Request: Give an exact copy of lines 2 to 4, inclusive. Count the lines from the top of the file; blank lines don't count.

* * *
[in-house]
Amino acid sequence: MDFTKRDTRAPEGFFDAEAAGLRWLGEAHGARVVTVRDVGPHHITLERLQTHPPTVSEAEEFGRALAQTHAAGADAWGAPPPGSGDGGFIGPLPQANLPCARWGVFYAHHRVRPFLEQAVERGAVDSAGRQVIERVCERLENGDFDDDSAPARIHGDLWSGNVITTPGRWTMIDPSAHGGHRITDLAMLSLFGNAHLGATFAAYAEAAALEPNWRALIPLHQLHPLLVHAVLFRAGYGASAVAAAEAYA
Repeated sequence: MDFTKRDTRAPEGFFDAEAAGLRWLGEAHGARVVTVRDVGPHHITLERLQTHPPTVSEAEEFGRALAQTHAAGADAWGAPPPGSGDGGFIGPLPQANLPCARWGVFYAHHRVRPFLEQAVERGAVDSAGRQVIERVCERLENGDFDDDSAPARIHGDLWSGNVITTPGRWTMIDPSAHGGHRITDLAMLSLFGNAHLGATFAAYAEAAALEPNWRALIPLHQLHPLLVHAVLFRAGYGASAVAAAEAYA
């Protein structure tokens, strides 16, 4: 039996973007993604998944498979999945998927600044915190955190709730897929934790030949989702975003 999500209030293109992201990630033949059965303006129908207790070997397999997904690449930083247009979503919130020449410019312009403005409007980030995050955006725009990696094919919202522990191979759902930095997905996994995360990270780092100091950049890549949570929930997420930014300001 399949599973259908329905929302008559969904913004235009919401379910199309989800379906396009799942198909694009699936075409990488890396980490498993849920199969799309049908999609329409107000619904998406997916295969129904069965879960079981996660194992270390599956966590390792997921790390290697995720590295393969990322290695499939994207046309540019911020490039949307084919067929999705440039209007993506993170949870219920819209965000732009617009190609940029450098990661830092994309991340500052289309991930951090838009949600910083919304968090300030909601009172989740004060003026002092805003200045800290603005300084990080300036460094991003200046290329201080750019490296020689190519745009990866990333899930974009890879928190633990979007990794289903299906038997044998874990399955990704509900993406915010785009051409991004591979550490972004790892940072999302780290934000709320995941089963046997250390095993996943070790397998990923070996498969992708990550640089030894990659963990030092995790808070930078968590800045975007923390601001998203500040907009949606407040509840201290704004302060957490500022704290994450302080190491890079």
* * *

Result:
Amino acid sequence: MDFTKRDTRAPEGFFDAEAAGLRWLGEAHGARVVTVRDVGPHHITLERLQTHPPTVSEAEEFGRALAQTHAAGADAWGAPPPGSGDGGFIGPLPQANLPCARWGVFYAHHRVRPFLEQAVERGAVDSAGRQVIERVCERLENGDFDDDSAPARIHGDLWSGNVITTPGRWTMIDPSAHGGHRITDLAMLSLFGNAHLGATFAAYAEAAALEPNWRALIPLHQLHPLLVHAVLFRAGYGASAVAAAEAYA
Repeated sequence: MDFTKRDTRAPEGFFDAEAAGLRWLGEAHGARVVTVRDVGPHHITLERLQTHPPTVSEAEEFGRALAQTHAAGADAWGAPPPGSGDGGFIGPLPQANLPCARWGVFYAHHRVRPFLEQAVERGAVDSAGRQVIERVCERLENGDFDDDSAPARIHGDLWSGNVITTPGRWTMIDPSAHGGHRITDLAMLSLFGNAHLGATFAAYAEAAALEPNWRALIPLHQLHPLLVHAVLFRAGYGASAVAAAEAYA
């Protein structure tokens, strides 16, 4: 039996973007993604998944498979999945998927600044915190955190709730897929934790030949989702975003 999500209030293109992201990630033949059965303006129908207790070997397999997904690449930083247009979503919130020449410019312009403005409007980030995050955006725009990696094919919202522990191979759902930095997905996994995360990270780092100091950049890549949570929930997420930014300001 399949599973259908329905929302008559969904913004235009919401379910199309989800379906396009799942198909694009699936075409990488890396980490498993849920199969799309049908999609329409107000619904998406997916295969129904069965879960079981996660194992270390599956966590390792997921790390290697995720590295393969990322290695499939994207046309540019911020490039949307084919067929999705440039209007993506993170949870219920819209965000732009617009190609940029450098990661830092994309991340500052289309991930951090838009949600910083919304968090300030909601009172989740004060003026002092805003200045800290603005300084990080300036460094991003200046290329201080750019490296020689190519745009990866990333899930974009890879928190633990979007990794289903299906038997044998874990399955990704509900993406915010785009051409991004591979550490972004790892940072999302780290934000709320995941089963046997250390095993996943070790397998990923070996498969992708990550640089030894990659963990030092995790808070930078968590800045975007923390601001998203500040907009949606407040509840201290704004302060957490500022704290994450302080190491890079």